In last week’s blog posting we discussed the recent decision of Yogo Factory Franchising, Inc. v. Edmond Ying, et al., US District Court D. New Jersey 2014), in which the court enforced the arbitration clause contained in the franchise agreement. Also notable in this case was the court’s decision reaffirming that the New Jersey Consumer Fraud Act did not apply to the sale of franchises.
In this case, the franchisee alleged that the franchisor committed fraud during the sale of the franchises. In particular, the franchisee claimed that the franchisor misrepresented the amount the franchisee would earn from the operation of the franchised locations and misrepresented the start-up costs. The franchisee asserted that the franchisor’s actions were a violation under the New Jersey Consumer Fraud Act. The court held that the New Jersey Consumer Fraud Act did not apply to the sale of franchises.
In reaching its conclusion, the court noted prior Third Circuit decisions which concluded that franchises are not deemed consumer goods or services under the Consumer Fraud Act. “Franchises are not purchased for consumption but rather purchased for either present value of cash they are expected to produce in the future…and bear no resemblance to the commodities and services listed in the statutory definition of “merchandise” or the rules promulgated by the Division of Consumer Affairs.”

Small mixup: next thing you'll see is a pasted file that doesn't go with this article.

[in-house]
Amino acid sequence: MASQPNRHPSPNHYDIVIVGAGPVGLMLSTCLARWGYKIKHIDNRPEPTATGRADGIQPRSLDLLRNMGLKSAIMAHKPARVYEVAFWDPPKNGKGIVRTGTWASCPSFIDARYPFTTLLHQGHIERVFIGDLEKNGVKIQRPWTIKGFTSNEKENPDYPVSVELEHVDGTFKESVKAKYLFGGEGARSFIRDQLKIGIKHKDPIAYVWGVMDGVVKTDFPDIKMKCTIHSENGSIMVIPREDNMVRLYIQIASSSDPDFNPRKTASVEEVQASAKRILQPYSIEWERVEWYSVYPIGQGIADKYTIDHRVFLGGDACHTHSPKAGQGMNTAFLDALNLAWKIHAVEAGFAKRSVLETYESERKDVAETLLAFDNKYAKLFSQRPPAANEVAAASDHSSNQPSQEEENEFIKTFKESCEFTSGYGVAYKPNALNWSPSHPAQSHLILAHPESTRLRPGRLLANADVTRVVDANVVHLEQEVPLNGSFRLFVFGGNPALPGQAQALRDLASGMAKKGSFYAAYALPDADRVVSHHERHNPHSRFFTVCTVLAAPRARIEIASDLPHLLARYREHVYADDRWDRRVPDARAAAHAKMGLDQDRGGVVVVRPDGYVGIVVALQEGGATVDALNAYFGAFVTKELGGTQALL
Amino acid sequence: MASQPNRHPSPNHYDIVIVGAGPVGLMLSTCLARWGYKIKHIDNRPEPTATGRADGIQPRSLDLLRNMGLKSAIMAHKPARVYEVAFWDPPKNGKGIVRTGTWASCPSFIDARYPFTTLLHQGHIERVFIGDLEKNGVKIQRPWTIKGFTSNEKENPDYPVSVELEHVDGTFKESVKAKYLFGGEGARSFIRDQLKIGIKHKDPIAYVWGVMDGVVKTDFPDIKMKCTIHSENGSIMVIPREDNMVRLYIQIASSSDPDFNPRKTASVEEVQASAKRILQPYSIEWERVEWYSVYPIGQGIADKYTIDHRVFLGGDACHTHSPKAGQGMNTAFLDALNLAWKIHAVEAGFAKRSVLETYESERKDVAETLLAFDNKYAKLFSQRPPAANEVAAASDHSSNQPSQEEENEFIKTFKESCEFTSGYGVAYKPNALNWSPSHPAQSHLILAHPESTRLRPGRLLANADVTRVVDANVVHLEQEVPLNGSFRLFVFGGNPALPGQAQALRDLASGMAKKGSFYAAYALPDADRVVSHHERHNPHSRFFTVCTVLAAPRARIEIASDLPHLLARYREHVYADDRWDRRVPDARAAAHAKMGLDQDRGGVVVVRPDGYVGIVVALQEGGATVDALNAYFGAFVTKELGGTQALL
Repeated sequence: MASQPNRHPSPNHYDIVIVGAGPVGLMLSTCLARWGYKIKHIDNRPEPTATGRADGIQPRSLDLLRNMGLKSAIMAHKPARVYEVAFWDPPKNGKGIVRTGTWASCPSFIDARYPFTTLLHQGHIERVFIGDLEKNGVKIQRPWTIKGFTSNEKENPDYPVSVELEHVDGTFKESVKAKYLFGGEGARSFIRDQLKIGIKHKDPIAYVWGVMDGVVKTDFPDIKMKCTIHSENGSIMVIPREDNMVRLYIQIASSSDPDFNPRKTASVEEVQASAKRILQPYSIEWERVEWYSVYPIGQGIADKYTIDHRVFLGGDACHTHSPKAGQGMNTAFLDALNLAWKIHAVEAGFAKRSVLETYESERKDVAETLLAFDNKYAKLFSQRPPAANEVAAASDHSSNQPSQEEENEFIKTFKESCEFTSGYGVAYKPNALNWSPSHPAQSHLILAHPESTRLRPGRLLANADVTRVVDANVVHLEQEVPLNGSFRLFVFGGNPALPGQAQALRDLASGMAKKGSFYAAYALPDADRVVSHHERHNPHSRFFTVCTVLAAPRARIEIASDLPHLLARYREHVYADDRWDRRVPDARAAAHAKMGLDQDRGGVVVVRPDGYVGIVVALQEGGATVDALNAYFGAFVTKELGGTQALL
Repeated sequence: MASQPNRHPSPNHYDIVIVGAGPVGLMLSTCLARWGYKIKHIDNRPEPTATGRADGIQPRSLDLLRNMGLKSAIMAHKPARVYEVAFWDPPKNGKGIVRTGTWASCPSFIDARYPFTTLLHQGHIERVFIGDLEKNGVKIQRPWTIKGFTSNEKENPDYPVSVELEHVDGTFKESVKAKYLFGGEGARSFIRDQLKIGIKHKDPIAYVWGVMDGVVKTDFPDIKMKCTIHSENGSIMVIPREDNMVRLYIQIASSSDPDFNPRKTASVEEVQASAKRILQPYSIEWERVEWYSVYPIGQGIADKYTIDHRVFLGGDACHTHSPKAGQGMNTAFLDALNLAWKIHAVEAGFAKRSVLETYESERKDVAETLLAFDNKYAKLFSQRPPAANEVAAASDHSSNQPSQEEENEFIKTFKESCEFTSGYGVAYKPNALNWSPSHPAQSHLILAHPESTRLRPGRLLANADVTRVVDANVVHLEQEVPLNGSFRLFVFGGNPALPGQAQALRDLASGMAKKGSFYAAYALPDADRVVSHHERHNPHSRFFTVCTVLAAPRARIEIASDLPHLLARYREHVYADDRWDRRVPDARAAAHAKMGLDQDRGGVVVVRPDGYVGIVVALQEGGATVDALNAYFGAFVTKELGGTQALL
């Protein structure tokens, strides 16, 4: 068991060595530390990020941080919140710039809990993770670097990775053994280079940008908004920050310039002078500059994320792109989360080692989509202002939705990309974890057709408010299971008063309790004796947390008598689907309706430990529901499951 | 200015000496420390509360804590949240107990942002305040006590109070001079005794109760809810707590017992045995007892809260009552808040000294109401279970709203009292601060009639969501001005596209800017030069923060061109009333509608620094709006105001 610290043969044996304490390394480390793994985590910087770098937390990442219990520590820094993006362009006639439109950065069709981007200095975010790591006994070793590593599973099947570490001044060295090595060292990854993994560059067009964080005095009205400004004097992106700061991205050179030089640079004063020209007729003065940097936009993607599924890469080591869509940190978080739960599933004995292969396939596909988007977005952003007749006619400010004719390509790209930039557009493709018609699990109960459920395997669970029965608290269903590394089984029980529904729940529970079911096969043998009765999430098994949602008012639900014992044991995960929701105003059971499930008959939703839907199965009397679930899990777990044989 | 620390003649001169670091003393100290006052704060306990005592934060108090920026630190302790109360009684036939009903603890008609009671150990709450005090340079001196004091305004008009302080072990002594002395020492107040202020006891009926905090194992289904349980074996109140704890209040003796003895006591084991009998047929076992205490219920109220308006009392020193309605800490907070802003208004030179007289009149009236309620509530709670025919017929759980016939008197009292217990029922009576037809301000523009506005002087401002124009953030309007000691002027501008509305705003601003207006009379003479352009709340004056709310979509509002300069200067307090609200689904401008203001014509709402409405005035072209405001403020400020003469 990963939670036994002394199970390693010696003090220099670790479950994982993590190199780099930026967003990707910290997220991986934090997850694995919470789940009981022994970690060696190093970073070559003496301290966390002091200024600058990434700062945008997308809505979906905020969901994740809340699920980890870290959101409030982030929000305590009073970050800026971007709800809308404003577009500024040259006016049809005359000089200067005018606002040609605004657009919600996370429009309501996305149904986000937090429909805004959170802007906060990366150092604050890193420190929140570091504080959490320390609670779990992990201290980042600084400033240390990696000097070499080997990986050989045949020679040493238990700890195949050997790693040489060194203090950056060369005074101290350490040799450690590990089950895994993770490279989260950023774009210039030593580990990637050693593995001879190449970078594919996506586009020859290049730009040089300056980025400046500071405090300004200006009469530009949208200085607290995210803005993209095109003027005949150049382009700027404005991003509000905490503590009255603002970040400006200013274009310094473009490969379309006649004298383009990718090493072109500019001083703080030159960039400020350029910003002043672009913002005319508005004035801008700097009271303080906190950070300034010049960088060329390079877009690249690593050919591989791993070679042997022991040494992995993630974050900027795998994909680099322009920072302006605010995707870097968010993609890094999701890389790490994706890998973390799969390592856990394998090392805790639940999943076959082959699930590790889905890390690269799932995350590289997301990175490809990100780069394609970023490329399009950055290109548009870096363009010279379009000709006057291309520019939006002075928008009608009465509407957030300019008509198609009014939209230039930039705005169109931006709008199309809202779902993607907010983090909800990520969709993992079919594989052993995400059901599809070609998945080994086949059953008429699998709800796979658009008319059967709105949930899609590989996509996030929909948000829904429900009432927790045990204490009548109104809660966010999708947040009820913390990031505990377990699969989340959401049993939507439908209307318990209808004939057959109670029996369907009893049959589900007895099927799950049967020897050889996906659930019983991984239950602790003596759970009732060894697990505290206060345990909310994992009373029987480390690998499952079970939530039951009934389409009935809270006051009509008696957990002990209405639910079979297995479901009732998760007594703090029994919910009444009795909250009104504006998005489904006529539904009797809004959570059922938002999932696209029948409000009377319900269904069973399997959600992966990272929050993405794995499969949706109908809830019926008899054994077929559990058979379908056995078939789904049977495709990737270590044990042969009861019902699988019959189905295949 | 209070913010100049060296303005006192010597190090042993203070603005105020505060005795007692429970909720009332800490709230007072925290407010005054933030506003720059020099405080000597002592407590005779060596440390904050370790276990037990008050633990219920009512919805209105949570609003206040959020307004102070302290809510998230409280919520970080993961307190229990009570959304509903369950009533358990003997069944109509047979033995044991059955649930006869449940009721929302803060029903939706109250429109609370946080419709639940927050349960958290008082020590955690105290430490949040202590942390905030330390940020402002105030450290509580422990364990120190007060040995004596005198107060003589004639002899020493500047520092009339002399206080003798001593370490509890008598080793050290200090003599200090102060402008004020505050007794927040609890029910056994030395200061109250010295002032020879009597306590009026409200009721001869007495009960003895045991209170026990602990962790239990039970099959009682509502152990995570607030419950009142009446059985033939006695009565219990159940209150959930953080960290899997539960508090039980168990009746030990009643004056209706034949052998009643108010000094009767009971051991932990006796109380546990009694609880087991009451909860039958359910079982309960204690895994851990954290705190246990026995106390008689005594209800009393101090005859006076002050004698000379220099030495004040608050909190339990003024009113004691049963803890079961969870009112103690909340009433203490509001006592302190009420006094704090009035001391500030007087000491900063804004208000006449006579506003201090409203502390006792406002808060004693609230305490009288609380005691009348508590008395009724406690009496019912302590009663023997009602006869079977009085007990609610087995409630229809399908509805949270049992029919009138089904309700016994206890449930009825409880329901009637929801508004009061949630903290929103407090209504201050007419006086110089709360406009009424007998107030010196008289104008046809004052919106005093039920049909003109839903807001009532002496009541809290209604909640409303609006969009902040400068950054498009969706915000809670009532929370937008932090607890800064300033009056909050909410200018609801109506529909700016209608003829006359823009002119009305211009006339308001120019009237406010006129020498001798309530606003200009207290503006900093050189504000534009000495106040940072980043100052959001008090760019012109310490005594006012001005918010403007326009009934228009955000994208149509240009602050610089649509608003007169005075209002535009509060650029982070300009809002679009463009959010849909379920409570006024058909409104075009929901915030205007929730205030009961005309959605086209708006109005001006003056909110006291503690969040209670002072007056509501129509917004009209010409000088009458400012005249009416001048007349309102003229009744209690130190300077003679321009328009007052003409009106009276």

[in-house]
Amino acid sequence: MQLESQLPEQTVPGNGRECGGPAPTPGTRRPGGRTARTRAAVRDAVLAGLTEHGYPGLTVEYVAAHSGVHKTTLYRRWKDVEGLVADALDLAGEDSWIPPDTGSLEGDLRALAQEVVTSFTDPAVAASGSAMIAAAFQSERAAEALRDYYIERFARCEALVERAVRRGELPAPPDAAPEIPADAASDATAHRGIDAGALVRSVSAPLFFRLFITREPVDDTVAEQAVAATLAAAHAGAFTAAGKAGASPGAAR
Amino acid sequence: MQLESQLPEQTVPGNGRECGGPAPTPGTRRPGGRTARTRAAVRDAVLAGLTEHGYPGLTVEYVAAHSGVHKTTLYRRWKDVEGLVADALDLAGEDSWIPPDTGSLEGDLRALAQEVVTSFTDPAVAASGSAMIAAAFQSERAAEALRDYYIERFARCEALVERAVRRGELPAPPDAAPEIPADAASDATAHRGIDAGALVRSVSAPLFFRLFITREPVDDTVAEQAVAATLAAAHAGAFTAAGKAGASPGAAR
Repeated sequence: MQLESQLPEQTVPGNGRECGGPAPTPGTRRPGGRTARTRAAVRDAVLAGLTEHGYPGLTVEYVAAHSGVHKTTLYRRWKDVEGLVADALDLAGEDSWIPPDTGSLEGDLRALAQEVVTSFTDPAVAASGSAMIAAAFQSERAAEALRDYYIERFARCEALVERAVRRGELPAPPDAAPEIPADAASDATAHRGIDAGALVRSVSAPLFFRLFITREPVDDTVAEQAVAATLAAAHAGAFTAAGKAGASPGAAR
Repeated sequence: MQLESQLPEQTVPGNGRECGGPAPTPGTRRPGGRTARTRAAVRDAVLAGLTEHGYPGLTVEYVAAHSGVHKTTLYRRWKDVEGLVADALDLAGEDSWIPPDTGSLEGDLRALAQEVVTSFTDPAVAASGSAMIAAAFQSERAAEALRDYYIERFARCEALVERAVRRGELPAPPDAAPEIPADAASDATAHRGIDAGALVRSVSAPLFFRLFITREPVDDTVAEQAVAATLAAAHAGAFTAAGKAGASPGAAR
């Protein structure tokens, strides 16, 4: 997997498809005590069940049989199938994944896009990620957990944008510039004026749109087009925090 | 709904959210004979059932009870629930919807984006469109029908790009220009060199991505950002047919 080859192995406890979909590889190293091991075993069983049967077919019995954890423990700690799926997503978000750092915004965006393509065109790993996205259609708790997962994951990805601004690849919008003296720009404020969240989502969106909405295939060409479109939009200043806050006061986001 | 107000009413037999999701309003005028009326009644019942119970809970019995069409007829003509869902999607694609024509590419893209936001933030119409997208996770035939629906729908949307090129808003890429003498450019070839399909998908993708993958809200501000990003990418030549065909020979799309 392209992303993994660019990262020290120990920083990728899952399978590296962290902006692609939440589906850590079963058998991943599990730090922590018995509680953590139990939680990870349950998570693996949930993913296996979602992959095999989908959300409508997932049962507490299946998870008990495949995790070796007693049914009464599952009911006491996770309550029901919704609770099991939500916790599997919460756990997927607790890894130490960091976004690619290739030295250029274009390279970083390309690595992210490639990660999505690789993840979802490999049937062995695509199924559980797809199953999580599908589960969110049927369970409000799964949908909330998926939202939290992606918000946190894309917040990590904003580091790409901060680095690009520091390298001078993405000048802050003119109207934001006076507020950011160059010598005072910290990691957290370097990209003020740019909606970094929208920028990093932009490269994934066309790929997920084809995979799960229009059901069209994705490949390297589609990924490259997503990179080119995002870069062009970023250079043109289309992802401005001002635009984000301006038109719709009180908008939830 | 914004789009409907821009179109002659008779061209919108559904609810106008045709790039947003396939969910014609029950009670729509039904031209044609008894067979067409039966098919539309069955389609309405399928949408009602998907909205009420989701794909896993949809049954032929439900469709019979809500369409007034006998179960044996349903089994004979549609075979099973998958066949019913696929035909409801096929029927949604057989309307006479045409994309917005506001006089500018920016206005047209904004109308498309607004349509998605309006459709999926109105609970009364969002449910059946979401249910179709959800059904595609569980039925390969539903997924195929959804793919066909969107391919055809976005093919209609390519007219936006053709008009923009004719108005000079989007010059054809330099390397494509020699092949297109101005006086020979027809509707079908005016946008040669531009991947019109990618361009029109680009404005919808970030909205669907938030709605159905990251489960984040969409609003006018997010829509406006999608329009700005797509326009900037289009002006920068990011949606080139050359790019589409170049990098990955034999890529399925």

If a franchisee was able to convince a court that a franchisor committed a violation of the Consumer Fraud Act, it could result in a court awarding a franchisee treble damages. For this reason, I would anticipate that franchisees will continue to assert claims under the New Jersey Consumer Fraud Act. However, as the Yogo Factory Franchising decision illustrates, these types of claims will likely not prevail in the Third Circuit.